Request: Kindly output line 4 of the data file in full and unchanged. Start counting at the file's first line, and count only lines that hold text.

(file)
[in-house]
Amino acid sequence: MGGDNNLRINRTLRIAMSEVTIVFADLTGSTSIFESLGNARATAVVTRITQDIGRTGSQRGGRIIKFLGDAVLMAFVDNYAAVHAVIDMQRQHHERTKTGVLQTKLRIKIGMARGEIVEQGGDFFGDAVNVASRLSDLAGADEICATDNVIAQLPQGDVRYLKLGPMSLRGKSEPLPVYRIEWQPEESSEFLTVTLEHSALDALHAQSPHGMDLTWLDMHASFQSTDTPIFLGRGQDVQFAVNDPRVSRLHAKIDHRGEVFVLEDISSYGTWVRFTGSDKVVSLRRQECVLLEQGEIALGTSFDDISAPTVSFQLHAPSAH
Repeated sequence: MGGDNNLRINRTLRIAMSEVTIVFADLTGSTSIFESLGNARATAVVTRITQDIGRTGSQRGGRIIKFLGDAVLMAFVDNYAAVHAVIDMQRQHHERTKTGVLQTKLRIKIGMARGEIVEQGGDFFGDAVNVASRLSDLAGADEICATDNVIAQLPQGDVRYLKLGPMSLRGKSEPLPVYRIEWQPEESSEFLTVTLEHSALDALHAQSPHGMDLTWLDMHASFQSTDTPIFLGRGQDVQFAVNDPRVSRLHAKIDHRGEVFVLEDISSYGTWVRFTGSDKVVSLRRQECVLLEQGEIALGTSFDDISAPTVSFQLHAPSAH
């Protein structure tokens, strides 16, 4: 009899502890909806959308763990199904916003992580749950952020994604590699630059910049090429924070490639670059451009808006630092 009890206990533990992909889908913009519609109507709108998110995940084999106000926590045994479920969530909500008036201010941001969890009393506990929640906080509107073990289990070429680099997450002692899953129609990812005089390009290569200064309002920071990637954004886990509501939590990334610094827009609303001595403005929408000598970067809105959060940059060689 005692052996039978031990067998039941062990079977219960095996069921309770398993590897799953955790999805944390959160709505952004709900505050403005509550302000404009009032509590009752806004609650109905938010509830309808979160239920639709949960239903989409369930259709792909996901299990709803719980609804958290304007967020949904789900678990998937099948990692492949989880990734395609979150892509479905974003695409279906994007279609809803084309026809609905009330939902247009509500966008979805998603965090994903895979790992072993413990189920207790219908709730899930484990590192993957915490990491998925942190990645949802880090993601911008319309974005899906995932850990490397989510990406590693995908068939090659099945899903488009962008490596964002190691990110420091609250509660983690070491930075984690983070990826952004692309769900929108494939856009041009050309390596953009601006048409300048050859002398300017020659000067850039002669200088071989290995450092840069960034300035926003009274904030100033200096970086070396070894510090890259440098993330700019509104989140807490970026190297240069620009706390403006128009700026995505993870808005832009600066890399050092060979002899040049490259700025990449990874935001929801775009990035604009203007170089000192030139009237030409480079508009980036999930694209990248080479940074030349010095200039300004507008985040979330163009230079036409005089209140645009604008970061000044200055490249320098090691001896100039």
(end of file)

């Protein structure tokens, strides 16, 4: 009899502890909806959308763990199904916003992580749950952020994604590699630059910049090429924070490639670059451009808006630092 009890206990533990992909889908913009519609109507709108998110995940084999106000926590045994479920969530909500008036201010941001969890009393506990929640906080509107073990289990070429680099997450002692899953129609990812005089390009290569200064309002920071990637954004886990509501939590990334610094827009609303001595403005929408000598970067809105959060940059060689 005692052996039978031990067998039941062990079977219960095996069921309770398993590897799953955790999805944390959160709505952004709900505050403005509550302000404009009032509590009752806004609650109905938010509830309808979160239920639709949960239903989409369930259709792909996901299990709803719980609804958290304007967020949904789900678990998937099948990692492949989880990734395609979150892509479905974003695409279906994007279609809803084309026809609905009330939902247009509500966008979805998603965090994903895979790992072993413990189920207790219908709730899930484990590192993957915490990491998925942190990645949802880090993601911008319309974005899906995932850990490397989510990406590693995908068939090659099945899903488009962008490596964002190691990110420091609250509660983690070491930075984690983070990826952004692309769900929108494939856009041009050309390596953009601006048409300048050859002398300017020659000067850039002669200088071989290995450092840069960034300035926003009274904030100033200096970086070396070894510090890259440098993330700019509104989140807490970026190297240069620009706390403006128009700026995505993870808005832009600066890399050092060979002899040049490259700025990449990874935001929801775009990035604009203007170089000192030139009237030409480079508009980036999930694209990248080479940074030349010095200039300004507008985040979330163009230079036409005089209140645009604008970061000044200055490249320098090691001896100039």